The Gospel of the Good News can be seen from the eyes that see the worst of news.  Advent is the believing that God came to us, to heal the pain, and take away the darkness.  He came to be our Emmanuel.  Our Savior came through the impossible to hurl hope upon us and break through the days that go without joy.  He brought us peace.

I learned the way to see the Savior this Advent is to slow down, see the small things, and take note of the wise men, who dropped everything to bring gifts to the King, and be a part of His Glorious birth.

So, we have slowed down.  More time chatting by our tree, having dear friends in our home, and anticipating our time in America with family and friends.  I found my Christmas again, and if like me, you lost your Advent I pray you find it as well...

Tuesday, December 4, 2012

Mondulkiri

Last week we had our week long holiday called Water Festival and we decided to head out of town with some friends and their families.  We decided to drive to Mondulkiri, Cambodia which is called the "Wild East" of Cambodia, and has really only been accessible in the last 24 months because it used to take 20-30 hours to drive there because the roads were so bad, but now it is a quick 6 with the new National Road 7.  We have been once before, and it quickly became one of our favorite spots in all of Asia. 

We love it because it cools off to a cool 62 degrees in the mornings and evenings (which is down right chilly here), has very few cars and motos making for some much needed peace and quite, and beautiful Cambodian countryside.  We love it there.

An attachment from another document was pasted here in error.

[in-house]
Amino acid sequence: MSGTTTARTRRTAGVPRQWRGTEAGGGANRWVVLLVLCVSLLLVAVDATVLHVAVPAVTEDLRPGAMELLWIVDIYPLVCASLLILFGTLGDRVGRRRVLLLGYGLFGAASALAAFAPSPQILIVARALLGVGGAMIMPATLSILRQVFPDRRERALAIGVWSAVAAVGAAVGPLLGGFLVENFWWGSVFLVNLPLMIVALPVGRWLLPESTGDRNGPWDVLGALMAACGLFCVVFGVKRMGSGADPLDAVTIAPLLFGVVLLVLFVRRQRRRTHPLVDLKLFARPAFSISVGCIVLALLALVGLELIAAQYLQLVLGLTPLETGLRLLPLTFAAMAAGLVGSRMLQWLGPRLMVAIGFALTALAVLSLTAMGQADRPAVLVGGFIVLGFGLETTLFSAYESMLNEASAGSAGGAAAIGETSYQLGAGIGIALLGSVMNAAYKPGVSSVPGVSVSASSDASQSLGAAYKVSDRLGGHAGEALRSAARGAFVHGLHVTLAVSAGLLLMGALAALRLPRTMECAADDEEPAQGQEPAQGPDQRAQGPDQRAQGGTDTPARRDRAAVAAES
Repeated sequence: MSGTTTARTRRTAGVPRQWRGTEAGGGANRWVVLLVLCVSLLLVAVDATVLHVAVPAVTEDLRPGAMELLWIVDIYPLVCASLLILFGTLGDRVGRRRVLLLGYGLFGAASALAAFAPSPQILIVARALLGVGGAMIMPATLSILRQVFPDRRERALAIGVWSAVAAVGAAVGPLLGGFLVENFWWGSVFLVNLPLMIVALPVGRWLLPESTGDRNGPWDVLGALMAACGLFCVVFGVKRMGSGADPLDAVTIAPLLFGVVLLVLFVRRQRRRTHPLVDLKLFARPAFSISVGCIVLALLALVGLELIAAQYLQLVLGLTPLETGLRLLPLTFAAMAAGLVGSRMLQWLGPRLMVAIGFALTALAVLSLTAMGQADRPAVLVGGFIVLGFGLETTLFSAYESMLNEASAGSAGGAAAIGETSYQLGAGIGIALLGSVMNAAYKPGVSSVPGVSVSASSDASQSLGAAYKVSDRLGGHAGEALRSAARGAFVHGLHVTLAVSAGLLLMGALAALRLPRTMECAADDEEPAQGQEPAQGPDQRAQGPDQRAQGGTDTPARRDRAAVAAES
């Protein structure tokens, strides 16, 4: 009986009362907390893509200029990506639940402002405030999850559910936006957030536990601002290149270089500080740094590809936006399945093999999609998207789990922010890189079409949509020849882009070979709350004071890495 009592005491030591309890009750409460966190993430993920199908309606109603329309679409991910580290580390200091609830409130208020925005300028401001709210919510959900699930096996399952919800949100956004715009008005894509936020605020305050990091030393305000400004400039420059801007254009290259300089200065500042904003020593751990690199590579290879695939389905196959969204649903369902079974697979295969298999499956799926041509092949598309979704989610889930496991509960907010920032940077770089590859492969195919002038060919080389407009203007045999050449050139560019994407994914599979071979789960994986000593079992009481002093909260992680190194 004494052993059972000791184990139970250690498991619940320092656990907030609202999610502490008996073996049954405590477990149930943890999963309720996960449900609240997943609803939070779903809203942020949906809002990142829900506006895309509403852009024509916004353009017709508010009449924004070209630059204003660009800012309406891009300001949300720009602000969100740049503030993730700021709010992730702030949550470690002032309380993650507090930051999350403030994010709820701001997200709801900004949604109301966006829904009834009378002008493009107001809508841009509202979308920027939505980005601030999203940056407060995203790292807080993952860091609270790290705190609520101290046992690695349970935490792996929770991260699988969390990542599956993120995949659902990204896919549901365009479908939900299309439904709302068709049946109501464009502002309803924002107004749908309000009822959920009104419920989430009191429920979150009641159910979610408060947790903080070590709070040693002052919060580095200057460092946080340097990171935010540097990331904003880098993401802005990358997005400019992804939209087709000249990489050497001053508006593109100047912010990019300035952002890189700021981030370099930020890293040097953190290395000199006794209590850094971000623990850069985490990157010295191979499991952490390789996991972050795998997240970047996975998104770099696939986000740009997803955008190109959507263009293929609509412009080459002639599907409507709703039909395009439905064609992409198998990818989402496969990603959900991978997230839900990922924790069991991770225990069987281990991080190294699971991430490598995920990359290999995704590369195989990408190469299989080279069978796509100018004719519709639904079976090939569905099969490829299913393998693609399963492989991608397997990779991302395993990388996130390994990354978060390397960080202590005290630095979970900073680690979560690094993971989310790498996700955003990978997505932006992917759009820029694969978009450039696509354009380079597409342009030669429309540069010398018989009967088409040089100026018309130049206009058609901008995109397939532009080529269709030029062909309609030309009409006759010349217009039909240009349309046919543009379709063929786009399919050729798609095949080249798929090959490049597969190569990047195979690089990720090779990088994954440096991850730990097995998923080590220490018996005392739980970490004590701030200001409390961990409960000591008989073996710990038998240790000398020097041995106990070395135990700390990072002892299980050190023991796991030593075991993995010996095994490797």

It has been a welcome escape from the concrete jungle of Phnom Penh, that is filled with its dirty and dusty roads, and gives us a chance to be outside all day long, something we long for everyday at home in the city.

We brought our mountain bikes in the van and rode them everyday, while also taking trips to the numerous waterfalls around and swimming in the water holes.  We ate good food, cooked over the campfire, and even had smores!  It was a blessing of a week.

 Our cabin.
 Lunch on the porch.

 Chili dinner.
 Bike rides around our cabin.



One afternoon a group of headed to waterfall called Pulung falls to go swimming and hike around.  The water was chilly and it was nice to actually desire to have the heat so it would warm you from the cool water.




Our big highlight was one morning we took a 30 mile ride to a remote village and neighboring waterfall.  We parked our bikes at a local woman's house, and hiked the remaining 4 miles to the waterfall.  In this part of Cambodia the people live in tribal villages and don't speak Khmer, but rather their own local language.  Sometimes I have to think about where I am, and that Cambodia is already somewhat obscure, then Mondulkiri is even more out there, and that when we ride to tribal villages this far out we truly become off the grid.  It was a great morning of our own mini triathlon!